Background and aims: Aphasia is commonly associated with deficits in all linguistic modalities.In mild, chronic aphasia syndromes difficulties in reading can interfere with tasks of everyday life. The rehabilitation of reading difficulties caused by a general linguistic deficit is closely related to the rehabilitation of spoken language, especially in the early stages. Partly due to the limited resources granted to speech therapy, rehabilitation seldom proceeds to reading in its own right. Research has shown that rehabilitation of reading as such can however be beneficial to more general linguistic abilities. In this study, the quality and responsiveness to treatment of a sublexical reading deficit related to mild, chronic conduction aphasia were examined. The aim was to investigate, whether a sublexical therapy method and in particular text-level reading practice were effective in enhancing the fluency of reading or more general linguistic abilities. Methods: A 37-year-old man with mild, chronic conduction aphasia and resulting phonological alexia participated in the study. The intervention consisted of 17 training sessions (total of40 hours) of speech therapy, during which independent practice of repetitive reading that lasted for 11 weeks was started. Therapy consisted of phonological and word-level repetition and naming tasks combining the auditive and written modalities. Data consisted of linguistic tasks collected before, during and after the practice period. The effects of the intervention were evaluated by examining oral reading speed and accuracy of connected text and nonwords. More general phonological and linguistic abilities were examined through auditive repetition and auditive memory tasks. Results and discussion: The reading deficit reflected a more general linguistic difficulty that seemed to originate in auditive processing. Difficulties in reading seemed to arise from weakened phonological activation of word forms. No clinically significant changes were observed after the rehabilitation period. Still, positive changes were noted that imply the rehabilitation can be efficient when carried out through a longer period. Reading speed increased in nonword reading task, but speed of reading connected text increased steadily through the whole study period. A positive change in oral reading speed was observed in first readings of practice texts that might imply a more consistent enhancement during a longer training interval. No rehabilitative effect was apparent in auditive repetition or auditive memory, even though individual tasks improved. The results of this case study imply that repetitive reading ought to be further investigated as a reading rehabilitation method for persons with mild phonological reading deficits. Considering more general phonological rehabilitation, systematic methods could enhance the effectiveness of practice.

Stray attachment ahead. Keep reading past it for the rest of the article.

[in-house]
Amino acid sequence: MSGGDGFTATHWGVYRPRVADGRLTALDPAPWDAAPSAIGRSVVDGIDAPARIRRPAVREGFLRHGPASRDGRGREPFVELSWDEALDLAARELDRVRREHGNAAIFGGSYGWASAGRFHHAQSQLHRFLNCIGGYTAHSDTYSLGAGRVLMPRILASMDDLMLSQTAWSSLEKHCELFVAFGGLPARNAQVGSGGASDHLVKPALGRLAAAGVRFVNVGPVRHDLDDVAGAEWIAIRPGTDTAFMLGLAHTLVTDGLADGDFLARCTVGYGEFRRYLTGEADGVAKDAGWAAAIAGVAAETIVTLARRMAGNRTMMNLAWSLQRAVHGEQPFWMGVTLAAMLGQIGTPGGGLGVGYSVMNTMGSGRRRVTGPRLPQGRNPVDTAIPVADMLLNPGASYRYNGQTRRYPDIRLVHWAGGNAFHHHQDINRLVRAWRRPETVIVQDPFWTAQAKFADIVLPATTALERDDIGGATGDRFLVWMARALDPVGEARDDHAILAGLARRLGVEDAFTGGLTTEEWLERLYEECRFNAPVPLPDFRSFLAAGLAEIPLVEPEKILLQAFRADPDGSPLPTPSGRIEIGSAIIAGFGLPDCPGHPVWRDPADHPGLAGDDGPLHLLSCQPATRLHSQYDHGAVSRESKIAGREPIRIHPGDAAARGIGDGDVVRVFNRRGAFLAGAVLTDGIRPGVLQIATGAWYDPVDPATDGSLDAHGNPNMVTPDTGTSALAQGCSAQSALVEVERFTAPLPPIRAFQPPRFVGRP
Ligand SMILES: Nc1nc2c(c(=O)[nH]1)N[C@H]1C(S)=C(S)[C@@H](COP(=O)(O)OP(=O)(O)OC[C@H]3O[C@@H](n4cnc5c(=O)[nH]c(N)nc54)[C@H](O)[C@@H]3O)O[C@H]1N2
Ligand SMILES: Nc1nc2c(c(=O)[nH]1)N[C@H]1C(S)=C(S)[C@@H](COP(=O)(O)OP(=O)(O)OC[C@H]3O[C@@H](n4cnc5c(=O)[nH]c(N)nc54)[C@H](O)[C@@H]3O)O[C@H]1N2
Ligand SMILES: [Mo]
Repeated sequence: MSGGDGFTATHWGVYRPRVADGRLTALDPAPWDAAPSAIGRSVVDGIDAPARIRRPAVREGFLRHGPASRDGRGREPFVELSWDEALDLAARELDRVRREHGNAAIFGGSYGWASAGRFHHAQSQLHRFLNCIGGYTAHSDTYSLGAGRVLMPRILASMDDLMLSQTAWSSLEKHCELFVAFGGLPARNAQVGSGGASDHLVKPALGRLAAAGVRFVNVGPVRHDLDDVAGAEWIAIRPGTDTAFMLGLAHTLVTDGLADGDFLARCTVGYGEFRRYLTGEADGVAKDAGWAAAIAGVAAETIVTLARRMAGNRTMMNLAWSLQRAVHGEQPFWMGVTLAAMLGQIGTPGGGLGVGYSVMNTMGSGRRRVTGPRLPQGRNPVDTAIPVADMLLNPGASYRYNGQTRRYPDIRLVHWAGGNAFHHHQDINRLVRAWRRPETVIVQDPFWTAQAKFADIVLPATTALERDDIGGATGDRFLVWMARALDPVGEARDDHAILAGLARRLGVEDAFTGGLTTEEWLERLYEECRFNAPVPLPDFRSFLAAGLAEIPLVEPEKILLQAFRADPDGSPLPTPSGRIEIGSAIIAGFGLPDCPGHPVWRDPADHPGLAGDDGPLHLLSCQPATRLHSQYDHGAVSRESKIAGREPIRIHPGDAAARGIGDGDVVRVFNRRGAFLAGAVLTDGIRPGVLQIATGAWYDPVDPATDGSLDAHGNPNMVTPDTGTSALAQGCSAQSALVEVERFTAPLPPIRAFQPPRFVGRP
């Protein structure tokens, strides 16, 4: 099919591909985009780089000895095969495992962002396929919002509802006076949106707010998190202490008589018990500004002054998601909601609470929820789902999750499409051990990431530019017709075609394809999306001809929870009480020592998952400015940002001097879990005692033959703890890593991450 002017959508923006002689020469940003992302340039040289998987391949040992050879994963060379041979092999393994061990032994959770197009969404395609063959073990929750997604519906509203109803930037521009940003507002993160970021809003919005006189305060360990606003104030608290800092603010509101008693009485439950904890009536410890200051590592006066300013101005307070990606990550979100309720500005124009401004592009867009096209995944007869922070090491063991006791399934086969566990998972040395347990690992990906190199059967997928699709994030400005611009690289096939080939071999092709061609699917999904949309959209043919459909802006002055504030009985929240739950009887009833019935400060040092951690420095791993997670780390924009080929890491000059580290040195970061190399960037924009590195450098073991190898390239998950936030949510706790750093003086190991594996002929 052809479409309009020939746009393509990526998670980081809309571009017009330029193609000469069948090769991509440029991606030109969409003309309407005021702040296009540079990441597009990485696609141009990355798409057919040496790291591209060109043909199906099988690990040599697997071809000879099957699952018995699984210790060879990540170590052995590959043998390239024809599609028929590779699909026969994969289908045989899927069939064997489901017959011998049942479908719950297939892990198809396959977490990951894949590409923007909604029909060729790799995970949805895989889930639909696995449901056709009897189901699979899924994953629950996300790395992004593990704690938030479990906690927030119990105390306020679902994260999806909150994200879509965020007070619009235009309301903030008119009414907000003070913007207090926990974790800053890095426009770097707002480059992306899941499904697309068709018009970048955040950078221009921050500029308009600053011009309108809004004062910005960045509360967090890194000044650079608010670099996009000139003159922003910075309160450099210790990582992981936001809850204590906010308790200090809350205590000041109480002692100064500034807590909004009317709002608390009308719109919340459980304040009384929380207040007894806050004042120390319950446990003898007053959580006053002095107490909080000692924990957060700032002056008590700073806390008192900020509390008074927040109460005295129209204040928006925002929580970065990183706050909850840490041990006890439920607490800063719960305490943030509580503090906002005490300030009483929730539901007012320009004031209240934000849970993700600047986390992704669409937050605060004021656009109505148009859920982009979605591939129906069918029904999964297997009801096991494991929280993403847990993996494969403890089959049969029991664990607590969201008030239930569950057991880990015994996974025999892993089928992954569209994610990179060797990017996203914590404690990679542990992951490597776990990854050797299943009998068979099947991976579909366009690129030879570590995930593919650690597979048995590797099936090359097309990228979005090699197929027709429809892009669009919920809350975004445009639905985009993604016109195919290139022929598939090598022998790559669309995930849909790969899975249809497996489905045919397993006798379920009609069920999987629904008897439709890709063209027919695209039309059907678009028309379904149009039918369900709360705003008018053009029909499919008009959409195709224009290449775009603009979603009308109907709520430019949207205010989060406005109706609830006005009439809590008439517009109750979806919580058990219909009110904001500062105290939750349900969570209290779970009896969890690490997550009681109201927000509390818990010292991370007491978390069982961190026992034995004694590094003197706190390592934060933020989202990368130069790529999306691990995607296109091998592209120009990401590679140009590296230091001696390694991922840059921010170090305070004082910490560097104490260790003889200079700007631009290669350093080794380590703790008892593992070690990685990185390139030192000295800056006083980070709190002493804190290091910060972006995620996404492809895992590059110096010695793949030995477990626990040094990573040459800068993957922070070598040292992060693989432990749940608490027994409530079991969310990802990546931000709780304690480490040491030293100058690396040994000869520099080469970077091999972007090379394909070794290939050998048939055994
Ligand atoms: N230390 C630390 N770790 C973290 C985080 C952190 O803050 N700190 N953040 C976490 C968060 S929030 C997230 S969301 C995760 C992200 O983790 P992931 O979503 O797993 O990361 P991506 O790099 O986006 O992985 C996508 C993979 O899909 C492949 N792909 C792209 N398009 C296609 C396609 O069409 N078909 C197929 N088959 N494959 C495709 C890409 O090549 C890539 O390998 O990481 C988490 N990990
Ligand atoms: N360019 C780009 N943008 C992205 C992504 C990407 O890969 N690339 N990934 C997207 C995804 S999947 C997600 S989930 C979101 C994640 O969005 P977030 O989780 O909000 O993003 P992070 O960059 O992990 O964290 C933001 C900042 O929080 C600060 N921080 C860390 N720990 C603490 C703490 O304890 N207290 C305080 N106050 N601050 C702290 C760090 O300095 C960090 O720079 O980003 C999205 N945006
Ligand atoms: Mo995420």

• Ahola, Minna (Helsingfors universitet, 2016)
    Goals. Event schema, also known as a script, contains information about a structure of a particular event; about the sequences of events and their temporal order. With the information the scripts contain, one can anticipate and plan for future events and actions. People with traumatic brain injury (TBI) can have difficulties in the verbal planning of actions. Previous international research has shown that the scripts produced by people with TBI contain fewer actions central to the schema, than scripts produced by healthy control subjects. The aim of this study is to examine what kind of scripts Finnish speaking subjects with TBI and their healthy control subject counterparts generate in a script generation task consisting of eight scripts. This study also examines whether the script type has influence on the features of the generated scripts. Methods. Fifteen subjects with TBI and fifteen healthy control subjects participated in the study. The researcher collected the research material during the spring and summer 2015. The research material consisted of the scripts generated by the subjects and control subjects, as well as the results of the control tasks (Boston Naming Test, Rapid Automatized Naming Test, semantic and phonemic fluencies). The subjects were asked to generate event schemas for eight everyday tasks belonging to four schema categories. The categories were 'open high frequency' (go shopping, go for a walk), 'open low frequency' (apply for a job, go on a vacation), 'closed high frequency' (make coffee, brush teeth), and 'closed low frequency' (go to a doctor, go to a restaurant). Closed scripts are related to events where the actions involved in their execution are well established and tightly related to each other. Open scripts are less structured and have loose connections between the actions involved. High and low frequency scripts differ on how frequent the event is. Time given for generating each script was 60 seconds. The scripts were scored for the total number of events produced, the number of event repetitions, the informativeness of the script, and the meaningfulness and the centrality of the events. The results of the qualitative analysis were displayed in a statistical form and analyzed with the non-parametrical Mann-Whitney U -test. Results and conclusions. The results showed that the scripts produced by the subjects with TBI were less informative and contained less actions than the scripts produced by the healthy control subjects, regardless of the script type. Closed scripts were found to be more informative than open scripts, and the subjects produced more actions to the closed than to the open scripts. When the high and low frequency scripts generated by the subjects with TBI were examined, no significant difference was found between the two script types. The results of this study can be explained by the disturbances in executive functions, and disturbances in the working memory as well as the episodic memory, all of which can affect the subject's ability to produce a coherent story and recall actions belonging to a certain event.